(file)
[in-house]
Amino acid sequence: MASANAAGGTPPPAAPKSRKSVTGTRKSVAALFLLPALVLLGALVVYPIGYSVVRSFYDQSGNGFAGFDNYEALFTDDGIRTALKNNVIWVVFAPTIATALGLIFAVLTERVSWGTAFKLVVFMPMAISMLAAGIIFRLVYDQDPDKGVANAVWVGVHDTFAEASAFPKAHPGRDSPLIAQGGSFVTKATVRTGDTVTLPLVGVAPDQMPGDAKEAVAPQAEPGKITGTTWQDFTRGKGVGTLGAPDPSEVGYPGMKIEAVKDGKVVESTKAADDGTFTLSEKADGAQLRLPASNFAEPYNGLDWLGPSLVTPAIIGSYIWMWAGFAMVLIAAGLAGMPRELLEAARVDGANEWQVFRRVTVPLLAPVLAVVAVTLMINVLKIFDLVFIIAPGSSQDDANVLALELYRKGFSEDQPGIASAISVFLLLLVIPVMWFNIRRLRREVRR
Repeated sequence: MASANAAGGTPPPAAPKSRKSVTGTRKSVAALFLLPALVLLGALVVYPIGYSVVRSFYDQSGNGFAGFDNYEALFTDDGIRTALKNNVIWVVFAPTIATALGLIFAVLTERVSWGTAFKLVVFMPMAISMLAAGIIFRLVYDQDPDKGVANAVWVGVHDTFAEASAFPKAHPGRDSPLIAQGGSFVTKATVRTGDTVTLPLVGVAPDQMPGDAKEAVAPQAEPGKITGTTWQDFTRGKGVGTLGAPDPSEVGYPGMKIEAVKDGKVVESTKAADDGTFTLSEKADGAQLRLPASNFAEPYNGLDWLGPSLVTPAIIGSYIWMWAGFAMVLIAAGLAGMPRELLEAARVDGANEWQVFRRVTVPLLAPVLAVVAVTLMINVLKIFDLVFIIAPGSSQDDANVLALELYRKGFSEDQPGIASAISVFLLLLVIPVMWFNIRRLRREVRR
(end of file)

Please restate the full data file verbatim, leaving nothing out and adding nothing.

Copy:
[in-house]
Amino acid sequence: MASANAAGGTPPPAAPKSRKSVTGTRKSVAALFLLPALVLLGALVVYPIGYSVVRSFYDQSGNGFAGFDNYEALFTDDGIRTALKNNVIWVVFAPTIATALGLIFAVLTERVSWGTAFKLVVFMPMAISMLAAGIIFRLVYDQDPDKGVANAVWVGVHDTFAEASAFPKAHPGRDSPLIAQGGSFVTKATVRTGDTVTLPLVGVAPDQMPGDAKEAVAPQAEPGKITGTTWQDFTRGKGVGTLGAPDPSEVGYPGMKIEAVKDGKVVESTKAADDGTFTLSEKADGAQLRLPASNFAEPYNGLDWLGPSLVTPAIIGSYIWMWAGFAMVLIAAGLAGMPRELLEAARVDGANEWQVFRRVTVPLLAPVLAVVAVTLMINVLKIFDLVFIIAPGSSQDDANVLALELYRKGFSEDQPGIASAISVFLLLLVIPVMWFNIRRLRREVRR
Repeated sequence: MASANAAGGTPPPAAPKSRKSVTGTRKSVAALFLLPALVLLGALVVYPIGYSVVRSFYDQSGNGFAGFDNYEALFTDDGIRTALKNNVIWVVFAPTIATALGLIFAVLTERVSWGTAFKLVVFMPMAISMLAAGIIFRLVYDQDPDKGVANAVWVGVHDTFAEASAFPKAHPGRDSPLIAQGGSFVTKATVRTGDTVTLPLVGVAPDQMPGDAKEAVAPQAEPGKITGTTWQDFTRGKGVGTLGAPDPSEVGYPGMKIEAVKDGKVVESTKAADDGTFTLSEKADGAQLRLPASNFAEPYNGLDWLGPSLVTPAIIGSYIWMWAGFAMVLIAAGLAGMPRELLEAARVDGANEWQVFRRVTVPLLAPVLAVVAVTLMINVLKIFDLVFIIAPGSSQDDANVLALELYRKGFSEDQPGIASAISVFLLLLVIPVMWFNIRRLRREVRR